The Dirty Dash isn't the kind of race where runners try to set a new record. There are no ribbons or trophies for the first runner across the finish line either. That's because the real fun of this race isn't in winning, it's in the actual running itself. And watching groups of costumed adults play in the mud, of course.
Part light-hearted race, part military-style obstacle course, The Dirty Dash challenges runners with a course strewn with muddy obstacles with a focus on fun. In order to reach the finish, runners will have to hop over hay bales in mud pits, navigate rows and rows of tires set in wet soil, and even launch themselves down a foamy, 175-foot slip-n-slide. Besides the ultimate reward?the opportunity to spend a day in the mud?each participant also gets a t-shirt, pig tattoo, bandana, and pig decal, as well as a perfect excuse to visit their favorite dry cleaner.
Sim's Bowling Lanes hosts open bowling seven days a week, inviting bowlers of all ages to come together and bond over some good-old-fashioned pin pummeling. DJs and live bands often play while players take turns tossing strikes and spares, and, on select nights, a karaoke machine lets the bowlers take the stage to sing their favorite tunes or read aloud from their unfinished memoirs. Between frames, guests can head to alley?s bar to toast the competition with a few beers or refuel for the next game with snacks like gourmet grilled cheese sandwiches and baskets of wings.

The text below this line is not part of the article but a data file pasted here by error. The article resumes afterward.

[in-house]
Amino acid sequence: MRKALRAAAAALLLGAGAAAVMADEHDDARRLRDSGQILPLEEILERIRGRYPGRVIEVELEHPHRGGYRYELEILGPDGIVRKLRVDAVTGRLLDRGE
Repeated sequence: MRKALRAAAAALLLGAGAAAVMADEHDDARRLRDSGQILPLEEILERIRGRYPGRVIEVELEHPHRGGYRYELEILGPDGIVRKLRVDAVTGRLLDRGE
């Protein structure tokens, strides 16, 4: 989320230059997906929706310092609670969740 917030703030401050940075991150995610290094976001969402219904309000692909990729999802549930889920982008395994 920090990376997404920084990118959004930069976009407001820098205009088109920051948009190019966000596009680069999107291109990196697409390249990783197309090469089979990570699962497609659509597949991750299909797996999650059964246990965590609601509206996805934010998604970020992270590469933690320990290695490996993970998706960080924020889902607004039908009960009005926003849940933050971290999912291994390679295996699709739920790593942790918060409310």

Project Mud might remind adults of the fun they had as a child—running in an open field, sliding into a muddy pond, and crawling through a mud-filled tunnel. The Project Mud 5K challenges individual competitors to drudge their way through 18 mud-covered obstacles in a bid to make their way to the finish line. Those who cross the checkered line celebrate with fellow racers and spectators alike during a lively after party, where live bands and DJs inspire crowds to dance while food vendors serve fresh dishes and cold beer. Proceeds from each event help fund charities in each city, ensuring money collected goes to a good cause instead of serving as fodder for thieving tooth fairies.
Securely fastened into a tandem-parachute system, an instructor and a pupil tumble from a Skylane Cessna 182, a floating sensation running through their bodies for the 45- to 60-second plummet. Back on solid ground, a 25-acre drop zone reunites divers post-free-fall, and in the distance, Skydive Pennsylvania's pilots shuttle other divers skyward in a fleet of aircrafts that includes a King Air, which can ascend 13,500 feet in 15 minutes. The on-ground personnel photograph all tandem and instruction-assisted-free-fall dives, converting their footage into professionally edited slideshows of stills and screensavers for skydiving-prone laptops.